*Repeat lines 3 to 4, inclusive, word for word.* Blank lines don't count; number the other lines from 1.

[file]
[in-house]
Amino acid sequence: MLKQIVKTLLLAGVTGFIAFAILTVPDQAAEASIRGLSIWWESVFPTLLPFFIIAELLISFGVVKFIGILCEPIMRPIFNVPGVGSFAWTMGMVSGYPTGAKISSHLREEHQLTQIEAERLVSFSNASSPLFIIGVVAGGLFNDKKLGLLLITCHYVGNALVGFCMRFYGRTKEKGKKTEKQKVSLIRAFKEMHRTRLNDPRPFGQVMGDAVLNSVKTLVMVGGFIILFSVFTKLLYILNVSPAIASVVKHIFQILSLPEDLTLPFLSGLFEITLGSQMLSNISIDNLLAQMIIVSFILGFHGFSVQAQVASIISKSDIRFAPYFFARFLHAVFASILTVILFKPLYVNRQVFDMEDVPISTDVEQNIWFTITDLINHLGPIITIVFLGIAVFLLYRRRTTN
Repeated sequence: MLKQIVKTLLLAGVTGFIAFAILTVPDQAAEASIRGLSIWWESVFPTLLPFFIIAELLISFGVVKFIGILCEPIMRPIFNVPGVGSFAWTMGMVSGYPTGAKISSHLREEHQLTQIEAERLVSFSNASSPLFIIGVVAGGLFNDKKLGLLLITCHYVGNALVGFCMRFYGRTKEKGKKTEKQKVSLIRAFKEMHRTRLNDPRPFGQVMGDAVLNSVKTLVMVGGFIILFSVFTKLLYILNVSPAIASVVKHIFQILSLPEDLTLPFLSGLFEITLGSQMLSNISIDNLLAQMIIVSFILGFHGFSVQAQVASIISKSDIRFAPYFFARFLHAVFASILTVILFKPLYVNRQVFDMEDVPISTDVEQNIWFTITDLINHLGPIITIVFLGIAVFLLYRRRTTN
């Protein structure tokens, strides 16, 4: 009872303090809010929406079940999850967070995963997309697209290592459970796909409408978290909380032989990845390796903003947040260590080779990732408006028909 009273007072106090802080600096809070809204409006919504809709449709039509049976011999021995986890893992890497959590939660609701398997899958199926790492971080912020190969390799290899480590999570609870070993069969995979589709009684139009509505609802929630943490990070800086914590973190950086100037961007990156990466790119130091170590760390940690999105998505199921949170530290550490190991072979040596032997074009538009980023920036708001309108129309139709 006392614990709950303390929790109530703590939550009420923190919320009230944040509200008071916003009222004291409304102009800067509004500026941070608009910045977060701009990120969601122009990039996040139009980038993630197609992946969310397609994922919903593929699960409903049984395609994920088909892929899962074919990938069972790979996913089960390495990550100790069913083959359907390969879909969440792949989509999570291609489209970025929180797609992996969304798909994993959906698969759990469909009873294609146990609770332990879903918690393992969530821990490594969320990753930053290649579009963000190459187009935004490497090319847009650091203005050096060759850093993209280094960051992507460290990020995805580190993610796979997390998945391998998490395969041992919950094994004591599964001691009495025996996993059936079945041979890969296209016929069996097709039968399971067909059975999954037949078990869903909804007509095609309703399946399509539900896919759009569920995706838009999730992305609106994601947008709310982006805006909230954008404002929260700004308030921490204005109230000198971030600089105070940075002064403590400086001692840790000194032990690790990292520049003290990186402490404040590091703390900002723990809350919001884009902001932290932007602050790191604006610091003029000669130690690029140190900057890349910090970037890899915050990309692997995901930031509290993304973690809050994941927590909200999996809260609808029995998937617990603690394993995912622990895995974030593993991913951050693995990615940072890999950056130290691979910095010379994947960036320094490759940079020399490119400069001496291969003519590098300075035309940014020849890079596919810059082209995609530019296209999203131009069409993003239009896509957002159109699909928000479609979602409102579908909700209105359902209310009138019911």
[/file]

Repeated sequence: MLKQIVKTLLLAGVTGFIAFAILTVPDQAAEASIRGLSIWWESVFPTLLPFFIIAELLISFGVVKFIGILCEPIMRPIFNVPGVGSFAWTMGMVSGYPTGAKISSHLREEHQLTQIEAERLVSFSNASSPLFIIGVVAGGLFNDKKLGLLLITCHYVGNALVGFCMRFYGRTKEKGKKTEKQKVSLIRAFKEMHRTRLNDPRPFGQVMGDAVLNSVKTLVMVGGFIILFSVFTKLLYILNVSPAIASVVKHIFQILSLPEDLTLPFLSGLFEITLGSQMLSNISIDNLLAQMIIVSFILGFHGFSVQAQVASIISKSDIRFAPYFFARFLHAVFASILTVILFKPLYVNRQVFDMEDVPISTDVEQNIWFTITDLINHLGPIITIVFLGIAVFLLYRRRTTN
């Protein structure tokens, strides 16, 4: 009872303090809010929406079940999850967070995963997309697209290592459970796909409408978290909380032989990845390796903003947040260590080779990732408006028909 009273007072106090802080600096809070809204409006919504809709449709039509049976011999021995986890893992890497959590939660609701398997899958199926790492971080912020190969390799290899480590999570609870070993069969995979589709009684139009509505609802929630943490990070800086914590973190950086100037961007990156990466790119130091170590760390940690999105998505199921949170530290550490190991072979040596032997074009538009980023920036708001309108129309139709 006392614990709950303390929790109530703590939550009420923190919320009230944040509200008071916003009222004291409304102009800067509004500026941070608009910045977060701009990120969601122009990039996040139009980038993630197609992946969310397609994922919903593929699960409903049984395609994920088909892929899962074919990938069972790979996913089960390495990550100790069913083959359907390969879909969440792949989509999570291609489209970025929180797609992996969304798909994993959906698969759990469909009873294609146990609770332990879903918690393992969530821990490594969320990753930053290649579009963000190459187009935004490497090319847009650091203005050096060759850093993209280094960051992507460290990020995805580190993610796979997390998945391998998490395969041992919950094994004591599964001691009495025996996993059936079945041979890969296209016929069996097709039968399971067909059975999954037949078990869903909804007509095609309703399946399509539900896919759009569920995706838009999730992305609106994601947008709310982006805006909230954008404002929260700004308030921490204005109230000198971030600089105070940075002064403590400086001692840790000194032990690790990292520049003290990186402490404040590091703390900002723990809350919001884009902001932290932007602050790191604006610091003029000669130690690029140190900057890349910090970037890899915050990309692997995901930031509290993304973690809050994941927590909200999996809260609808029995998937617990603690394993995912622990895995974030593993991913951050693995990615940072890999950056130290691979910095010379994947960036320094490759940079020399490119400069001496291969003519590098300075035309940014020849890079596919810059082209995609530019296209999203131009069409993003239009896509957002159109699909928000479609979602409102579908909700209105359902209310009138019911």